Dread, yearning, identity, intrigue, the lethal chemistry between secular doubt and Islamic fanaticism–these are the elements that Orhan Pamuk anneals in this masterful, disquieting novel.
An exiled poet named Ka returns to Turkey and travels to the forlorn city of Kars. His ostensible purpose is to report on a wave of suicides among religious girls forbidden to wear their head-scarves. But Ka is also drawn by his memories of the radiant Ipek, now recently divorced.
Amid blanketing snowfall and universal suspicion, Ka finds himself pursued by figures ranging from Ipek’s ex-husband to a charismatic terrorist. A lost gift returns with ecstatic suddenness. A theatrical evening climaxes in a massacre. And finding God may be the prelude to losing everything else.
Touching, slyly comic, and humming with cerebral suspense, Snow is of immense relevance to our present moment
6. Reading Lolita in Tehran by Azar Nafisi
Every Thursday morning for two years in the Islamic Republic of Iran, a bold and inspired teacher named Azar Nafisi secretly gathered seven of her most committed female students to read forbidden Western classics. As Islamic morality squads staged arbitrary raids in Tehran, fundamentalists seized hold of the universities, and a blind censor stifled artistic expression, the girls in Azar Nafisi's living room risked removing their veils and immersed themselves in the worlds of Jane Austen, F. Scott Fitzgerald, Henry James, and Vladimir Nabokov. In this extraordinary memoir, their stories become intertwined with the ones they are reading. Reading Lolita in Tehran is a remarkable exploration of resilience in the face of tyranny and a celebration of the liberating power of literature
7. Love in Exile by Bahaa Taher
In Love in Exile Bahaa Taher presents multilayered variations on the themes of exile, disillusionment, failed dreams, and the redemptive power of love. Unwilling to recant his Nasserist beliefs, the unnamed narrator is an Egyptian journalist in a self-imposed exile in Europe after conflict with the management of his newspaper and a divorce from his wife. Absorbed in introspection over his impotent position at the paper and in ill health, he suddenly finds himself faced with two issues he cannot ignore: the escalating tensions in Israeli-occupied Lebanon and, more personally, an unexpected love affair with a much younger Austrian woman, Brigitte. The narrator’s familial exile has left him a “long-distance father” facing the difficulties of raising children from whom he is rapidly growing distant. His son is drifting into fundamentalism while his daughter falls under the materialistic sway of the west. After struggling mightily to remain part of their lives, he finds himself marginalized and rejected. Brigitte, also an exile of sorts, encourages him to turn his back on the problems and pressures of the everyday world and cocoon himself in the warmth of their love. However, the horror of events surrounding the occupation of Lebanon in 1982 soon shocks them out of their contentment and safety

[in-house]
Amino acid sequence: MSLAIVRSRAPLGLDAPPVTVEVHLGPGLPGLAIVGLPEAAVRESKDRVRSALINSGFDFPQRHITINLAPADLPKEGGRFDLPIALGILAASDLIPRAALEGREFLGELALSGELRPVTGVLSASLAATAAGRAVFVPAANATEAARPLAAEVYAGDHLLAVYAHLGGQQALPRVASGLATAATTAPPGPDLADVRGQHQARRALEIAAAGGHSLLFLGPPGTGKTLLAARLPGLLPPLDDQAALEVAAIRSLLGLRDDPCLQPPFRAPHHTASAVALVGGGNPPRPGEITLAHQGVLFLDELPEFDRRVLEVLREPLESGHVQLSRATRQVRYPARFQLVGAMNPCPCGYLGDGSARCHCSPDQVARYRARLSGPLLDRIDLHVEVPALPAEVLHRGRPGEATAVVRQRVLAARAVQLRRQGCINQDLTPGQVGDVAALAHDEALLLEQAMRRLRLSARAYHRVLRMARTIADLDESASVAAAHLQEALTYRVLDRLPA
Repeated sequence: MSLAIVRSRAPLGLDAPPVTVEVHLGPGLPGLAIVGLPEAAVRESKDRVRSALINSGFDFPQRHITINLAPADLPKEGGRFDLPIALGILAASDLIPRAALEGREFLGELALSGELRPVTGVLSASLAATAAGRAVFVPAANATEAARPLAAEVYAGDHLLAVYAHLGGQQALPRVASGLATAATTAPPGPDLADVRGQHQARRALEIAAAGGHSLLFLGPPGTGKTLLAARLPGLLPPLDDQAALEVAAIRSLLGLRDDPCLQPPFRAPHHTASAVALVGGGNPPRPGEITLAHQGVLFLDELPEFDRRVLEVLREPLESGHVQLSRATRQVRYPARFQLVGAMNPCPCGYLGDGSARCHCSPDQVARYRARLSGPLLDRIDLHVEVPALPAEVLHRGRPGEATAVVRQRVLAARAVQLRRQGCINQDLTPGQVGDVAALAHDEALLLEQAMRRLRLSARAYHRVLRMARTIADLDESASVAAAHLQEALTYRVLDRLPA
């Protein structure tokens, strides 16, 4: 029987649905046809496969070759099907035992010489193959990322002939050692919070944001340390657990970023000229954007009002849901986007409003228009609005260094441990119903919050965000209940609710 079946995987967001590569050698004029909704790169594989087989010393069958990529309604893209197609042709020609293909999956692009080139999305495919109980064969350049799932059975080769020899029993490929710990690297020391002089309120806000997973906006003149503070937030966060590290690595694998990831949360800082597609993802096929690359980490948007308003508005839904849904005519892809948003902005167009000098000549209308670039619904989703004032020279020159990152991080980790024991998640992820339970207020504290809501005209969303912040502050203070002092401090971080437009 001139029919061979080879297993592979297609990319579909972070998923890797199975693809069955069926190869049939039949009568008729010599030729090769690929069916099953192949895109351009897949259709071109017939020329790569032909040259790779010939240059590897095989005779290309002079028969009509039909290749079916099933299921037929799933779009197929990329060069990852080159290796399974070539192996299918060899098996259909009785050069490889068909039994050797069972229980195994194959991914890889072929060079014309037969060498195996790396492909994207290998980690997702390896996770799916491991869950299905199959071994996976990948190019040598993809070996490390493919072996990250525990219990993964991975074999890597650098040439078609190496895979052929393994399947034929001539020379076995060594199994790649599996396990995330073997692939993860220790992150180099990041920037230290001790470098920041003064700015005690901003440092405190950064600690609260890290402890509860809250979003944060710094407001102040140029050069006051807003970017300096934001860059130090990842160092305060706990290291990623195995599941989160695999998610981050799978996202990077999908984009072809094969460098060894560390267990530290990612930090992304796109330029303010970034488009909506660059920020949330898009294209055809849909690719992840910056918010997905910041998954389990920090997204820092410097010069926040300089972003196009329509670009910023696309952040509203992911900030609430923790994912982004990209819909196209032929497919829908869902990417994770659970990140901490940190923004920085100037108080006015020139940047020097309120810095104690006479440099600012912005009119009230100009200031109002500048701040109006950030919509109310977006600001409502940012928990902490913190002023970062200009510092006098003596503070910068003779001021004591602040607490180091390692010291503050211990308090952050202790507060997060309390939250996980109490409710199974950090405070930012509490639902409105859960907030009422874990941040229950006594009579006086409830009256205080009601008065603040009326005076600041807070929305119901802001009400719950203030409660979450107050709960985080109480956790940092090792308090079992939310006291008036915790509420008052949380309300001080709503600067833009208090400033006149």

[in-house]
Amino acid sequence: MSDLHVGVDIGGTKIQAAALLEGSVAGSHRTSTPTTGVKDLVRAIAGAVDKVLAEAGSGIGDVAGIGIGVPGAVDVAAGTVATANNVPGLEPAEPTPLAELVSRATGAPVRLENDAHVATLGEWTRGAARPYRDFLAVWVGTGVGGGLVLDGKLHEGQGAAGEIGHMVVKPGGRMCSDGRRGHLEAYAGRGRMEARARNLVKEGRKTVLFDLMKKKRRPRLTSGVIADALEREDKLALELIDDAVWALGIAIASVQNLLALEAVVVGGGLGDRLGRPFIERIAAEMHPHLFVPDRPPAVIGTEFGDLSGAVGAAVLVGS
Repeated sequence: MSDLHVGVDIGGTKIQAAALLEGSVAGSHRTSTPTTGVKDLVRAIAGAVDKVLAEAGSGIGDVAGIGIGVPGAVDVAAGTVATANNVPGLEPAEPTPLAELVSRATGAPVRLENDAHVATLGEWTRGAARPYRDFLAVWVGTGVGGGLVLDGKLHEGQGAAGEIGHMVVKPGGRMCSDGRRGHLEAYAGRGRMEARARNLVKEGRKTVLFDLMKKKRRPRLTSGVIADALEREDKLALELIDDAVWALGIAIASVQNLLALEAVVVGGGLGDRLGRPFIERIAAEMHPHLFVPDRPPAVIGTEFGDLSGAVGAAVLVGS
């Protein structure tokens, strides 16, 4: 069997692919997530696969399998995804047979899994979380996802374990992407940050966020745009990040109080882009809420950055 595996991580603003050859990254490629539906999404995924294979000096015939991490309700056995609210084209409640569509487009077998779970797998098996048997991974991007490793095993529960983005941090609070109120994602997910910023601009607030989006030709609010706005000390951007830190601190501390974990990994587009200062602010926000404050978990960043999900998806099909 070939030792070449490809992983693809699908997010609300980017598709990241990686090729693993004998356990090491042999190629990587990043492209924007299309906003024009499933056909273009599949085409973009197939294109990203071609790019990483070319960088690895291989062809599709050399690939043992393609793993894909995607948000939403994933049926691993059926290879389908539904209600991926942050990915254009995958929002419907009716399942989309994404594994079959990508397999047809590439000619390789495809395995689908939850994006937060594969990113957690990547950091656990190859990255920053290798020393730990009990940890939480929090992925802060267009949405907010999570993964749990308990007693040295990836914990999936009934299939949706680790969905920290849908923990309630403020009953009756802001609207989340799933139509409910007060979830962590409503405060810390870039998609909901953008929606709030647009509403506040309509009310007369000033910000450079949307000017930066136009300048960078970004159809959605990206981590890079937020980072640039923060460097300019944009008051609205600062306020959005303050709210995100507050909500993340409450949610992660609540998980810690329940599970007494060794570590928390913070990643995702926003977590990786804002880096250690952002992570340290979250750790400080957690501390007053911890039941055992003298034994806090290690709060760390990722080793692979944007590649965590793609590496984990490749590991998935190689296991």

8. The Bamboo Stalk by Saud Alsanousi
This is (kind of) a feel-good coming-of-age novel where the Kuwaiti-Filipino protagonist (sort of) gets his groove back. It tackles serious issues of identity and growing up between two places, while fitting in nowhere.
9. Sinalcol by Elias Khoury
If you love Elias Khoury (as you, as a right-thinking person, should), then it is impossible not to love this book, which spins out many of the themes and stylistic obsessions of his earlier novels, even revisiting some favorite characters. Yes, it takes place during Lebanon’s civil war, but it is maybe his gentlest look at violence. A big, sprawling book that can be lived inside for your whole vacation.
10. URMA by Deeba Salim Irfan
Tired of reading the one-dimensional portrait of Iranian women, as submissive victim under oppression in the name of religion and patriarchy, Deeba Salim Irfan’s URMA presents a counter narrative, of Iranian women who are bold and resilient even in the face of extreme loss.
A novel with a backdrop of Iranian revolution of 1979, URMA has to leave everything behind - her home, her friends and her love. She calls Athens her home, but can she ever wake up to the first snow and feel the glee she did in Tehran? A heart-warming story of a woman, in pursuit if her lost life!
Readings based on the Goodreads recommendation, your middleeast and more. https://www.goodreads.com/list/show/1336.Best_Middle_East_Fiction
To buy URMA: